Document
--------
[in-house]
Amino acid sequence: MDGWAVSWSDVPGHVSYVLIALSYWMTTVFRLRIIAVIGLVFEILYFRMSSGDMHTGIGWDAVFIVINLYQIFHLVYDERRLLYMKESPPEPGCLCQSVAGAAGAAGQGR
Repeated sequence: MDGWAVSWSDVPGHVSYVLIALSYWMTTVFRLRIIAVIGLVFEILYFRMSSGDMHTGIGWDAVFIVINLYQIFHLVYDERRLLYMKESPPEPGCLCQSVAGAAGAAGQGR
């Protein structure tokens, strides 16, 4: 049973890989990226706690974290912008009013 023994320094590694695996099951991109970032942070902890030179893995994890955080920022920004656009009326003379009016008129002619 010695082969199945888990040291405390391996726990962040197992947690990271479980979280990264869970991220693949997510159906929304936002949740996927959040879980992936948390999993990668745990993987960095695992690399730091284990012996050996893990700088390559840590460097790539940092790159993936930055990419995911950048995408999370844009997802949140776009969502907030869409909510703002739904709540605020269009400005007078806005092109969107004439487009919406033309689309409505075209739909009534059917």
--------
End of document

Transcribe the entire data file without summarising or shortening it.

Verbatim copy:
[in-house]
Amino acid sequence: MDGWAVSWSDVPGHVSYVLIALSYWMTTVFRLRIIAVIGLVFEILYFRMSSGDMHTGIGWDAVFIVINLYQIFHLVYDERRLLYMKESPPEPGCLCQSVAGAAGAAGQGR
Repeated sequence: MDGWAVSWSDVPGHVSYVLIALSYWMTTVFRLRIIAVIGLVFEILYFRMSSGDMHTGIGWDAVFIVINLYQIFHLVYDERRLLYMKESPPEPGCLCQSVAGAAGAAGQGR
């Protein structure tokens, strides 16, 4: 049973890989990226706690974290912008009013 023994320094590694695996099951991109970032942070902890030179893995994890955080920022920004656009009326003379009016008129002619 010695082969199945888990040291405390391996726990962040197992947690990271479980979280990264869970991220693949997510159906929304936002949740996927959040879980992936948390999993990668745990993987960095695992690399730091284990012996050996893990700088390559840590460097790539940092790159993936930055990419995911950048995408999370844009997802949140776009969502907030869409909510703002739904709540605020269009400005007078806005092109969107004439487009919406033309689309409505075209739909009534059917």